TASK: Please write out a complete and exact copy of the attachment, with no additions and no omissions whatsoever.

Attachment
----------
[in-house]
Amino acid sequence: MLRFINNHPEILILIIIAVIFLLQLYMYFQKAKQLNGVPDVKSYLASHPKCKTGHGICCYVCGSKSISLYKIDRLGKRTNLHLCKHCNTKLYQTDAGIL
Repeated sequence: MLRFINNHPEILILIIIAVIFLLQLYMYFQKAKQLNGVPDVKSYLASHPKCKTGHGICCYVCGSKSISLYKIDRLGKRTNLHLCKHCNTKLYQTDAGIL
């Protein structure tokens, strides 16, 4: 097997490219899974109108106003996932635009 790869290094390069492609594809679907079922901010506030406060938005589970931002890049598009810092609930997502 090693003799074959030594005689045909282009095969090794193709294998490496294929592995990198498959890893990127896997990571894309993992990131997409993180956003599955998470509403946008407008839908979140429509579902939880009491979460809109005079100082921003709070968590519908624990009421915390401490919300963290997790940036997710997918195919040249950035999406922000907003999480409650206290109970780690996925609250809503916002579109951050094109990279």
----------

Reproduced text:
[in-house]
Amino acid sequence: MLRFINNHPEILILIIIAVIFLLQLYMYFQKAKQLNGVPDVKSYLASHPKCKTGHGICCYVCGSKSISLYKIDRLGKRTNLHLCKHCNTKLYQTDAGIL
Repeated sequence: MLRFINNHPEILILIIIAVIFLLQLYMYFQKAKQLNGVPDVKSYLASHPKCKTGHGICCYVCGSKSISLYKIDRLGKRTNLHLCKHCNTKLYQTDAGIL
């Protein structure tokens, strides 16, 4: 097997490219899974109108106003996932635009 790869290094390069492609594809679907079922901010506030406060938005589970931002890049598009810092609930997502 090693003799074959030594005689045909282009095969090794193709294998490496294929592995990198498959890893990127896997990571894309993992990131997409993180956003599955998470509403946008407008839908979140429509579902939880009491979460809109005079100082921003709070968590519908624990009421915390401490919300963290997790940036997710997918195919040249950035999406922000907003999480409650206290109970780690996925609250809503916002579109951050094109990279």